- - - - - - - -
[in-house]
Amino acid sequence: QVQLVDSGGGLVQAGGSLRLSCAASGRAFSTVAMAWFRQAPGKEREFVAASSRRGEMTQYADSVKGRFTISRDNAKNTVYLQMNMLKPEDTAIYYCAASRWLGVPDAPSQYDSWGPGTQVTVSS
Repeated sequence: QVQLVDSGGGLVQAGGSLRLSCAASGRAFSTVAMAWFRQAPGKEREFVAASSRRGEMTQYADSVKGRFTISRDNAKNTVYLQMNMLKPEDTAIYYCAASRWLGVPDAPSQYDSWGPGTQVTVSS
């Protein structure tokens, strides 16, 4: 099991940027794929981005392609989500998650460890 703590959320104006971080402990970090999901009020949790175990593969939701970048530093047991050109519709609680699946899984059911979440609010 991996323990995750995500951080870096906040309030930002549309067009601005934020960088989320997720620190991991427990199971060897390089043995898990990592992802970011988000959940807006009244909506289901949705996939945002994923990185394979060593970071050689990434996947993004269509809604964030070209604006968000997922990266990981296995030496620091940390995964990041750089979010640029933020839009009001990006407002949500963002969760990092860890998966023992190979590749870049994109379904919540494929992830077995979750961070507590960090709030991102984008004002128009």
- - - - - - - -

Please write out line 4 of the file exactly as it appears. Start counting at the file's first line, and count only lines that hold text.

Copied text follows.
């Protein structure tokens, strides 16, 4: 099991940027794929981005392609989500998650460890 703590959320104006971080402990970090999901009020949790175990593969939701970048530093047991050109519709609680699946899984059911979440609010 991996323990995750995500951080870096906040309030930002549309067009601005934020960088989320997720620190991991427990199971060897390089043995898990990592992802970011988000959940807006009244909506289901949705996939945002994923990185394979060593970071050689990434996947993004269509809604964030070209604006968000997922990266990981296995030496620091940390995964990041750089979010640029933020839009009001990006407002949500963002969760990092860890998966023992190979590749870049994109379904919540494929992830077995979750961070507590960090709030991102984008004002128009």